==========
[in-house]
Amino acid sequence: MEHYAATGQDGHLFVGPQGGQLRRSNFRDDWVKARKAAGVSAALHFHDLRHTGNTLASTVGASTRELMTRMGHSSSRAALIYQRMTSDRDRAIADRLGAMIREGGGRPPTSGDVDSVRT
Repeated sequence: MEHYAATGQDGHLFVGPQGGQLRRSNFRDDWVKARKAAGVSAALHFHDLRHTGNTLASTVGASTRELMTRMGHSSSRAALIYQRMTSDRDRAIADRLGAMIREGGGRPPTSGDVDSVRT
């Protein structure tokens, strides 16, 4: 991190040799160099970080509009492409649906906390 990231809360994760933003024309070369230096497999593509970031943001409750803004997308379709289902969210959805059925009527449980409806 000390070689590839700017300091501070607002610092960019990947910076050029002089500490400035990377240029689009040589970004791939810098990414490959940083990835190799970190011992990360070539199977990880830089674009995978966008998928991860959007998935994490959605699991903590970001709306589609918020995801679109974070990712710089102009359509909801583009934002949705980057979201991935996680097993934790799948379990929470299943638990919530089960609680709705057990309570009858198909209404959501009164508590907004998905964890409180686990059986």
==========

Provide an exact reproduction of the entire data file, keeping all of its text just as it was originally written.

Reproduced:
[in-house]
Amino acid sequence: MEHYAATGQDGHLFVGPQGGQLRRSNFRDDWVKARKAAGVSAALHFHDLRHTGNTLASTVGASTRELMTRMGHSSSRAALIYQRMTSDRDRAIADRLGAMIREGGGRPPTSGDVDSVRT
Repeated sequence: MEHYAATGQDGHLFVGPQGGQLRRSNFRDDWVKARKAAGVSAALHFHDLRHTGNTLASTVGASTRELMTRMGHSSSRAALIYQRMTSDRDRAIADRLGAMIREGGGRPPTSGDVDSVRT
């Protein structure tokens, strides 16, 4: 991190040799160099970080509009492409649906906390 990231809360994760933003024309070369230096497999593509970031943001409750803004997308379709289902969210959805059925009527449980409806 000390070689590839700017300091501070607002610092960019990947910076050029002089500490400035990377240029689009040589970004791939810098990414490959940083990835190799970190011992990360070539199977990880830089674009995978966008998928991860959007998935994490959605699991903590970001709306589609918020995801679109974070990712710089102009359509909801583009934002949705980057979201991935996680097993934790799948379990929470299943638990919530089960609680709705057990309570009858198909209404959501009164508590907004998905964890409180686990059986």